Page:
The later modern concert world has perhaps less of the mysterious as a theme than might have been the case in the romantic-early-mid-modern era. Scriabin, Ives, Messiaen and Crumb come to mind.
But then there is Andrew McPherson. His Secrets of Antikythera (Innova 842) is an excellent return to the mysterious. With a nicely preliminary solo viola piece, "Kinematic," setting the stage, he jumps into a first short piece and then a long multi-sectioned one (the title work) for magnetic resonator piano (the first work also includes cello). It's a conventional piano miked, the signal threaded through a magnetic resonator electronic device. If you know Charles Dodge's Earth's Magnetic Field, an electronic music work out in the later '60s, you know the sound. It is very rich and mystically mellow. Add the conventional piano sound to that and it gets very interesting.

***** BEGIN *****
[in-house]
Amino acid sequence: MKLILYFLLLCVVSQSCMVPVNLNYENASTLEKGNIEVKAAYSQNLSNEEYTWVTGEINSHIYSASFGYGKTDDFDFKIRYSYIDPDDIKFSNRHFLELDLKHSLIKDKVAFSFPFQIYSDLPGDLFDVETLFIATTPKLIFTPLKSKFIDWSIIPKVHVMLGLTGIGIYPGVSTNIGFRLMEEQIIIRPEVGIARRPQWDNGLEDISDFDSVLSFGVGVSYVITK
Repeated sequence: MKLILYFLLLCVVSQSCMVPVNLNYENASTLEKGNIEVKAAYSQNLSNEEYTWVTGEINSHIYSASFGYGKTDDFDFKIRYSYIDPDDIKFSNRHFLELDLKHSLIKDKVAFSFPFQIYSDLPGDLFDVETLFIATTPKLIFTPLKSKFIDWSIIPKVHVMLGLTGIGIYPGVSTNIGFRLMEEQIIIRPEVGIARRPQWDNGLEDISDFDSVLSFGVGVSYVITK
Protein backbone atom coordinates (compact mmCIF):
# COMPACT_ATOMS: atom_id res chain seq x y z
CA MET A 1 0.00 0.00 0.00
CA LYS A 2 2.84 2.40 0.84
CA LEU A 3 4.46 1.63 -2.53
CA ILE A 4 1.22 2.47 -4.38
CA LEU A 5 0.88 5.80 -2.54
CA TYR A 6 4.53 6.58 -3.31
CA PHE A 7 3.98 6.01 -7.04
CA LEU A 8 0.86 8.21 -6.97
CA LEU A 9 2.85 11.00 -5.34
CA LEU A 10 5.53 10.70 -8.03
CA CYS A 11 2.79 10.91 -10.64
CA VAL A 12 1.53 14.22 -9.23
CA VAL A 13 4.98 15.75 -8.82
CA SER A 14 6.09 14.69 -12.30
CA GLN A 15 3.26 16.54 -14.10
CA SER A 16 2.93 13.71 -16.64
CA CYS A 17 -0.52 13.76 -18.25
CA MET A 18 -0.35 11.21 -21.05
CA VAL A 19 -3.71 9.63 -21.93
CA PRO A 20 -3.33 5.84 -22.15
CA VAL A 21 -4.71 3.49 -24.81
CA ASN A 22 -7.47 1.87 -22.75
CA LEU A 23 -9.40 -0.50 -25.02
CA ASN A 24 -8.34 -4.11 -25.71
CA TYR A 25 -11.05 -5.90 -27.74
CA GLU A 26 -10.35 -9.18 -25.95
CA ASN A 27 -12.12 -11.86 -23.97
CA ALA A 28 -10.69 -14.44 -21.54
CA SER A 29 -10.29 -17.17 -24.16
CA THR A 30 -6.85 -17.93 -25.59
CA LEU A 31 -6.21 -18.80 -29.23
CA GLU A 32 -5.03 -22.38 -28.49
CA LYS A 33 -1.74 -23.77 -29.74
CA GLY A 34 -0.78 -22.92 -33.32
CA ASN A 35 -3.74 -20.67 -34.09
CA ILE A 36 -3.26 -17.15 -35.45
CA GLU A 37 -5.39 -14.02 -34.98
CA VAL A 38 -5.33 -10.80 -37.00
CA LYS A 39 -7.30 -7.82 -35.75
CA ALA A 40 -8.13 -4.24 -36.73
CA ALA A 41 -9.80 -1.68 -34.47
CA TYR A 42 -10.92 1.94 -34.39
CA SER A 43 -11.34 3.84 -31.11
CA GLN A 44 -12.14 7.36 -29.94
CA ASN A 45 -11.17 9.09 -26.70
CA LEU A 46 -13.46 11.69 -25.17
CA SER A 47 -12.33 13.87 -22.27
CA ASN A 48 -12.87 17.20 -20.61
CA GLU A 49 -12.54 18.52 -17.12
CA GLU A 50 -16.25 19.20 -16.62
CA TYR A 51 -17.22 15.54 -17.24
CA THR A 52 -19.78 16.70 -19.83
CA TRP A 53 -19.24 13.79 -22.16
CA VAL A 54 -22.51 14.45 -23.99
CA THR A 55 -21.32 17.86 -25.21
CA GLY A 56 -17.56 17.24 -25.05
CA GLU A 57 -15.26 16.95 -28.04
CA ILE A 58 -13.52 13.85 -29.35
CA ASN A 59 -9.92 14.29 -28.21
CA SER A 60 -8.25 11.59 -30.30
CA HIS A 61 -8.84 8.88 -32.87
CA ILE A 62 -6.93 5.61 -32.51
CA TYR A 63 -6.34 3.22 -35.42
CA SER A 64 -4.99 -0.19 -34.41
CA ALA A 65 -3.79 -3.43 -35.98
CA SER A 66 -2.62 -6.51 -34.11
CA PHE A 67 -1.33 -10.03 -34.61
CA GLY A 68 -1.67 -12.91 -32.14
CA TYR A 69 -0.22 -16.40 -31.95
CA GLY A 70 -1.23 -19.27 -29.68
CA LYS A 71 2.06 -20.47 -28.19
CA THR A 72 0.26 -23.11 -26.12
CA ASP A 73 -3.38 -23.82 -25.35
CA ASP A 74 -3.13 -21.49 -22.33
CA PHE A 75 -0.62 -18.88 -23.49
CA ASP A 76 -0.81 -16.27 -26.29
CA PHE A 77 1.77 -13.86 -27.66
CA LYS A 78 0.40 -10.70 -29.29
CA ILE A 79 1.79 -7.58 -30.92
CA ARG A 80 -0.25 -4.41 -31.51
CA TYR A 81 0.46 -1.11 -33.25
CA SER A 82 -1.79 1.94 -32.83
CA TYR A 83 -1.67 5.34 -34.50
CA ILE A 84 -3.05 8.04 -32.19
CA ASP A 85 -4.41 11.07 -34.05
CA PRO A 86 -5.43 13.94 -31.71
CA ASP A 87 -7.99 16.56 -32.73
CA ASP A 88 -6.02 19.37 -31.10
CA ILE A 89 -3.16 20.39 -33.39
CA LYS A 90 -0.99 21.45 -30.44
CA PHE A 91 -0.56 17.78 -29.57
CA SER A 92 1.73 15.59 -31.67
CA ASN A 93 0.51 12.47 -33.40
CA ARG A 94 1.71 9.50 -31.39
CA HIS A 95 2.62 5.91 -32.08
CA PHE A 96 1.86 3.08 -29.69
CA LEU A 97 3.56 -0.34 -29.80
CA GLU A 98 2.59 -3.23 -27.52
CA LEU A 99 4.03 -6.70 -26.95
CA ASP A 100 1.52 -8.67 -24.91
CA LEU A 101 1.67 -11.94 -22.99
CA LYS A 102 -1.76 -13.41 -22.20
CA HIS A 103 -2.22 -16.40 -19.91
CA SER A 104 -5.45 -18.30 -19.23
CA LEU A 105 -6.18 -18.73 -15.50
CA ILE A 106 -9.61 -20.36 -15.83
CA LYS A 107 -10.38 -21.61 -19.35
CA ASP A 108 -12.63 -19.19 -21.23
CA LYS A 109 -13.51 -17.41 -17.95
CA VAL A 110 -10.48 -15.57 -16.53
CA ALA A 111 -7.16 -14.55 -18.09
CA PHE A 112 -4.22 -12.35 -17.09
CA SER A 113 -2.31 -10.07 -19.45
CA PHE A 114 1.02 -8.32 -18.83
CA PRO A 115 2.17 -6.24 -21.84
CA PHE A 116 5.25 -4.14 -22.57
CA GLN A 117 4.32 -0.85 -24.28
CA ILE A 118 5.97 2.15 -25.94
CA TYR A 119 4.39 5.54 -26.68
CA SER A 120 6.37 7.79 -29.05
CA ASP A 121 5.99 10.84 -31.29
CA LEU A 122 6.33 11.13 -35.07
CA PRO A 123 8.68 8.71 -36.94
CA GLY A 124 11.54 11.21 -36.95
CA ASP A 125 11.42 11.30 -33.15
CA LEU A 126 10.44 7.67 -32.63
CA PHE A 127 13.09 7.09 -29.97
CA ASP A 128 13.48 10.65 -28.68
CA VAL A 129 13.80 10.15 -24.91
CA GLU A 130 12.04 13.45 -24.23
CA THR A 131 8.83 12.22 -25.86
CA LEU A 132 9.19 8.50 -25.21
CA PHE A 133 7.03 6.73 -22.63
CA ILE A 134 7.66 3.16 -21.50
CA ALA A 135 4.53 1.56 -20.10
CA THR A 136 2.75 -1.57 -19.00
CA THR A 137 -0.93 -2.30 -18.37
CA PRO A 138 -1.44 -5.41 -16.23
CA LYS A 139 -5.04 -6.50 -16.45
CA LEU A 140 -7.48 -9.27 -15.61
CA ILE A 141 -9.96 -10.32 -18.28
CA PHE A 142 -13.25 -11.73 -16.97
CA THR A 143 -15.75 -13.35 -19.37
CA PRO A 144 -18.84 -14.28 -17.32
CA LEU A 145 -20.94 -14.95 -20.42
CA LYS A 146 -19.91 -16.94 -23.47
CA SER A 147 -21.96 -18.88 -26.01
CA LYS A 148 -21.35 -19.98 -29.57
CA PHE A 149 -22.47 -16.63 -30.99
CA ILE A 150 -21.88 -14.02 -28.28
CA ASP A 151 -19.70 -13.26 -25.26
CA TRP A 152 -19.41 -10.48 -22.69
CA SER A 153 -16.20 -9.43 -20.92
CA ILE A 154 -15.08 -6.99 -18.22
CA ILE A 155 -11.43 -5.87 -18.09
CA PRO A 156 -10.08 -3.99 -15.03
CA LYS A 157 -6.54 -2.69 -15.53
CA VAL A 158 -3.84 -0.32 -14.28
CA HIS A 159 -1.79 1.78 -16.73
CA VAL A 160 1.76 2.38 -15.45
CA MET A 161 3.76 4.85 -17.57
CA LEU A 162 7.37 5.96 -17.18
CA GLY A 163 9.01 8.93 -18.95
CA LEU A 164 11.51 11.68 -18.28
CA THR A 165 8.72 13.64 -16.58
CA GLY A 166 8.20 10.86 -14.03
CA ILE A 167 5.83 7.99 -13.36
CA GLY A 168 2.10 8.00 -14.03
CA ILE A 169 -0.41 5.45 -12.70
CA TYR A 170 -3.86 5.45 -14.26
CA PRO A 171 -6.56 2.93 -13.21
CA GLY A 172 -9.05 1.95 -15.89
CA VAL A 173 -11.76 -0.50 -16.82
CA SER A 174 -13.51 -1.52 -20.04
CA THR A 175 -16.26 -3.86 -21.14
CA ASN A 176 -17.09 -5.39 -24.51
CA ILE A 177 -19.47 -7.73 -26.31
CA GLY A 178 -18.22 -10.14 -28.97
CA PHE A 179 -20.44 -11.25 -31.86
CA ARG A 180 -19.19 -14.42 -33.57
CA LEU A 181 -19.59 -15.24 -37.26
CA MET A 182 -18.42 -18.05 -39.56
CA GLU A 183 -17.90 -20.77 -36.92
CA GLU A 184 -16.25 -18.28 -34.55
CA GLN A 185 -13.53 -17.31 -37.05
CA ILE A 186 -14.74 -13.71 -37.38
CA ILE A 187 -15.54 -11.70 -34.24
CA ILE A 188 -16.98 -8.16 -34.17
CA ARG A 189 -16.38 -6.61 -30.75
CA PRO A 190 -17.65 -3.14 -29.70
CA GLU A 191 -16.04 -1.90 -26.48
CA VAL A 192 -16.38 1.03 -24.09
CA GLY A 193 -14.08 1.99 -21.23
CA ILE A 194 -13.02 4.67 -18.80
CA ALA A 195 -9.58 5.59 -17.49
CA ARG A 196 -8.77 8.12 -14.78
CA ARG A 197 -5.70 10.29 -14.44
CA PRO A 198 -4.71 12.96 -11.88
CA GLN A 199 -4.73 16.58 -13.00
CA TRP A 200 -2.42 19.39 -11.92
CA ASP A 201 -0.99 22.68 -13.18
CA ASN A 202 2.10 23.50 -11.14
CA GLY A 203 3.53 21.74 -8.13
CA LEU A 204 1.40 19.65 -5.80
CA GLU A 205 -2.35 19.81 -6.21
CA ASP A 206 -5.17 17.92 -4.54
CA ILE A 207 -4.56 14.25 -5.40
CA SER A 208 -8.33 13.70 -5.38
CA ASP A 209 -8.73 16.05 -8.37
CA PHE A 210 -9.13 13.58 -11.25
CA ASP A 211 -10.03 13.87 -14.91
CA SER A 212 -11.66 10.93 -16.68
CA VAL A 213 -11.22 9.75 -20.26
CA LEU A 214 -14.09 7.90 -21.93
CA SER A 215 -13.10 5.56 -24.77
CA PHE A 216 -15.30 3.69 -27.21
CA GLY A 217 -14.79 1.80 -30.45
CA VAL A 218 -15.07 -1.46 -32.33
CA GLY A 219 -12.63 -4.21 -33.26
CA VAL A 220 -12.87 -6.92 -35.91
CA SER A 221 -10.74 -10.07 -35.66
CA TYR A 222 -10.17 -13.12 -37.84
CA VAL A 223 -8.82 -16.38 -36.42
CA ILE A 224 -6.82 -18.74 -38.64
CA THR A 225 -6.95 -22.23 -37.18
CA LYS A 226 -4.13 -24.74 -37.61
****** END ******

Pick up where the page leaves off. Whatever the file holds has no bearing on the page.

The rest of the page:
The piano part is quite involved, and often suitably resonant in itself. The ghosts of Scriabin and Messiaen and spirit of Crumb haunt the music a bit but there is very strong individuality to be heard and marvelous piano writing.
It's rather glorious music, very much its own secret mood and musically profound. If you are as I am a lover of the modern piano as grand narrator (Messaien) of a mystery story, this will get you very happy. McPherson boosts the piano repertoire with a major thrust forward on this one. And Ryan MacEvoy McCullough gives a fabulous performance. Highly recommended!
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